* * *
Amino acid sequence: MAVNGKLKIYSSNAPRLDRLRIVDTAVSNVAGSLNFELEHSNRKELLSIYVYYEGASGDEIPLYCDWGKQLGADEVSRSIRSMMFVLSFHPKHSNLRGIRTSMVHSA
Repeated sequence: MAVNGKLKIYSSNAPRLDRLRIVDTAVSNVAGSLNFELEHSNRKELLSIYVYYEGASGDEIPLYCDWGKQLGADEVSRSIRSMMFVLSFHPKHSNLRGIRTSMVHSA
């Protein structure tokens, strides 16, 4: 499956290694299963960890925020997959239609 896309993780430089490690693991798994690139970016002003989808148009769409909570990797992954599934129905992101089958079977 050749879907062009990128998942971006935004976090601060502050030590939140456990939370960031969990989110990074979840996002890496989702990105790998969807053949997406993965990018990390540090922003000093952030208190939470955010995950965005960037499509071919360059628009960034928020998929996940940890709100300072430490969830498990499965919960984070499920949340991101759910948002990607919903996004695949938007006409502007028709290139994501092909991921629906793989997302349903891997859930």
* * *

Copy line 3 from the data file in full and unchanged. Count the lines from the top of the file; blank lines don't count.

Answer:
């Protein structure tokens, strides 16, 4: 499956290694299963960890925020997959239609 896309993780430089490690693991798994690139970016002003989808148009769409909570990797992954599934129905992101089958079977 050749879907062009990128998942971006935004976090601060502050030590939140456990939370960031969990989110990074979840996002890496989702990105790998969807053949997406993965990018990390540090922003000093952030208190939470955010995950965005960037499509071919360059628009960034928020998929996940940890709100300072430490969830498990499965919960984070499920949340991101759910948002990607919903996004695949938007006409502007028709290139994501092909991921629906793989997302349903891997859930």